/ Articles / A fire not so delightful: Winter fire safety and prevention

A fire not so delightful: Winter fire safety and prevention

December 27, 2019 by Kayla Houp

Winter has finally settled and alongside it comes the importance of winter fire safety and prevention.

While the main causes of house fires in the winter have changed over the years, heating sources such as chimneys, furnaces and space heaters are among several of the main fire hazards in the winter.

“Chimney fires are really common in the wintertime,” Woodruff fire chief Victor Gee said. “People don’t necessarily clean out their chimneys the way they should, and then they get a buildup of creosote in there.”

That creosote can then catch fire, causing chimney fires.

According to Arbor Vitae fire chief Mike Van Meter, chimneys should be professionally cleaned and inspected in the fall before people start using them, and then once again halfway through the season if people are burning more frequently.

In addition to proper maintenance of heating systems, Van Meter advised paying attention to Christmas tree maintenance.

“The biggest thing there is, they gotta make sure they keep that tree watered. It’s something that should be checked daily and watered daily,” Van Meter said.

Christmas tree maintenance also includes making sure decorations are in good shape, and keeping the tree away from heat sources, such as a furnace or wood burner.

While the Arbor Vitae Fire Department hasn’t seen any fires in recent years that resulted from faulty Christmas decorations, Van Meter said people tended to overload outlets in their homes with space heaters and Christmas decor, creating an increase in fire hazards in the winter.



Other hazards and prevention

Buildup of snow and ice on appliance vents can also pose a serious threat to homes during the winter, as blocked vents can trap carbon monoxide indoors.

“We’ve responded to a lot of carbon monoxide calls. It’s very important to make sure that homeowners keep their furnace vents clear of snow and ice,” Van Meter said.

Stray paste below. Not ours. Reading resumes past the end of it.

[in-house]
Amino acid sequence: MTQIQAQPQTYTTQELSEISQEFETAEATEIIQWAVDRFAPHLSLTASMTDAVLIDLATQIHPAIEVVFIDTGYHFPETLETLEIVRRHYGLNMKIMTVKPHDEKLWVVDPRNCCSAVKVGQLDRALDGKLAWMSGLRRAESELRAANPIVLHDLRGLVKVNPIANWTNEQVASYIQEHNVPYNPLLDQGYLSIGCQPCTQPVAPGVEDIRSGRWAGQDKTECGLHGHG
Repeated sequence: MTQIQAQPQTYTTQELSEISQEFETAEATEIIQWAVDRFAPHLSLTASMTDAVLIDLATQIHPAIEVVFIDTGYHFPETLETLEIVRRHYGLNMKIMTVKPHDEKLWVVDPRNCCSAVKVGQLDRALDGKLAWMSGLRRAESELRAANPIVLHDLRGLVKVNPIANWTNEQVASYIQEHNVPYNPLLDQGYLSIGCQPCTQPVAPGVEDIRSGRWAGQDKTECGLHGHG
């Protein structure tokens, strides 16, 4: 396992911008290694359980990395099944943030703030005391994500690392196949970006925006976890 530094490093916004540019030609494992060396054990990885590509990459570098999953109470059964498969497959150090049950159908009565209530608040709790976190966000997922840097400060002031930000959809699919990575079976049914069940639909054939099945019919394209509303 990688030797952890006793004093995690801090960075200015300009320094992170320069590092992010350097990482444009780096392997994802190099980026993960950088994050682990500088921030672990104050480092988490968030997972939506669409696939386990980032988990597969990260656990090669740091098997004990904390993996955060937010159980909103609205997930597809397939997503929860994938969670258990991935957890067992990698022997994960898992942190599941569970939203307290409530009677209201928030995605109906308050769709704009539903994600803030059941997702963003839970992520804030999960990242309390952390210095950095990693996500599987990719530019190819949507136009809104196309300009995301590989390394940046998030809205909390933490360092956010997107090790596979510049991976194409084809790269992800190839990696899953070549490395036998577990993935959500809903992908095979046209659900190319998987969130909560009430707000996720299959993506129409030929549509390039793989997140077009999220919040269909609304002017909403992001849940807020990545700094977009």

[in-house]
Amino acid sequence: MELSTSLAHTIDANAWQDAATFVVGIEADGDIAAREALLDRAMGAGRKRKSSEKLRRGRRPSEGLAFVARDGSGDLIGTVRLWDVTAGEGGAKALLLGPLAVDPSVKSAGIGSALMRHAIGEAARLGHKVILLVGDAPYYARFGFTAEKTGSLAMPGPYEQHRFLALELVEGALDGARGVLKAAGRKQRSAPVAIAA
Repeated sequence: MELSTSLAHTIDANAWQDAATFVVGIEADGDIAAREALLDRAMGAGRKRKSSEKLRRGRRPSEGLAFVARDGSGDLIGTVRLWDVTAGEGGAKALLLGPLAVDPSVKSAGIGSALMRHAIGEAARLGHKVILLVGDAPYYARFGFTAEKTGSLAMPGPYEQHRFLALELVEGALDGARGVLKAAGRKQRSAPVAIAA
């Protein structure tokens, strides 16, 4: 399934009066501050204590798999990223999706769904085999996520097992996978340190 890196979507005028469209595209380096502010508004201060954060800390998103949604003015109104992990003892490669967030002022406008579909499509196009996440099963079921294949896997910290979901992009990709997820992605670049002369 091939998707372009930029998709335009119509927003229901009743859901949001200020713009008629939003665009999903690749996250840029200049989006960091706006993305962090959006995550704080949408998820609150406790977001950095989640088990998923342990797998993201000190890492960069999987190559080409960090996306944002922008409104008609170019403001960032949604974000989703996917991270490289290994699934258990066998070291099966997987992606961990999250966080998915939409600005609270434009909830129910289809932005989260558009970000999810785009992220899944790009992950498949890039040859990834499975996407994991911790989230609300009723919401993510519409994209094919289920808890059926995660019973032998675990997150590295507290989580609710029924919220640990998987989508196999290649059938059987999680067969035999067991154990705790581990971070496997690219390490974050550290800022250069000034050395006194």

When it comes to carbon monoxide detectors, Van Meter said homeowners needed to be aware the devices have a shelf life and need to be replaced approximately every 10 years. 

“Working smoke detectors and carbon monoxide detectors are two of the most important things to have in the wintertime,” Minocqua assistant fire chief Mark Vapnar said.

According to Gee, once carbon monoxide detectors start sounding, the best thing to do is to leave the building and contact the heating contractor to diagnose the issue.

“The furnaces and things like that are much better than they used to be,” Gee said. “So, while it’s still a serious thing, it’s probably not as common as it used to be.”

Gee, Van Meter, and Vapnar also advised against overloading circuits and recommend circuits used for lighting or heating are rated for the devices homeowners are plugging into them, as well as providing heaters enough space around them to prevent hazards.



‘If we can’t get to you, we can’t help you’

Though chimney fires, improperly used heaters and furnaces, unattended candles, and Christmas trees create fire hazards during the wintertime, an often unrecognized hazard comes from other sources, including buried fire hydrants.

“In town, if you have a fire hydrant near your home, you can help the fire department by keeping that cleared out,” Gee said, adding that while town crews and sanitary districts will clear the fire hydrants, residents being proactive in keeping them clear was “for the benefit of them and their neighbors.”

Vapnar said access to water, as well as road conditions and temperatures, were among some of the difficulties the department faced during the wintertime over the summertime.

“We can get water anywhere around here, but now in the wintertime, we’re drilling through ice to get water or we’re having to get a hydrant,” he said.

In addition to buried fire hydrants, unplowed or unshoveled driveways and sidewalks were also an obstacle.

“A lot of people need to remember they need to keep their driveways plowed,” he said. “We have large equipment and we have to get in there.”

Buried sidewalks and driveways, along with poor winter road conditions can increase fire department response times and make it more difficult, and dangerous, for first responders.

“We’re already at a disadvantage, because we’re volunteers, but then in turn, if the road conditions are bad or there’s a lot of snow, it takes us longer to respond,” Vapnar said.

Another impediment comes in the form of buried fire numbers.

“In the middle of the night, we’re looking for addresses and they’re buried under snow piles, it usually delays our response time,” Van Meter said. “If we can’t find you, we can’t help you.”

Though clear driveways and sidewalks make response easier for the local departments, it is also safer for residents.

“You need two means of egress,” Van Meter said. “A lot of times people don’t shovel their decks or back door, then, when you really need it, you have a hard time getting out of it.”



A positive outlook

Though winter fires remain a concern throughout the area, recent years have shown a drop in structure fires in the Northwoods.

Vapnar attributed the drop in structure fires compared to when he first started with the Minocqua Fire Department to residents being cautious and “paying attention” as well as business inspections.

“It’s not us. It’s the people, the community doing their part in being safe. It really is,” he said.

Kayla Houp may be reached via email at [email protected]

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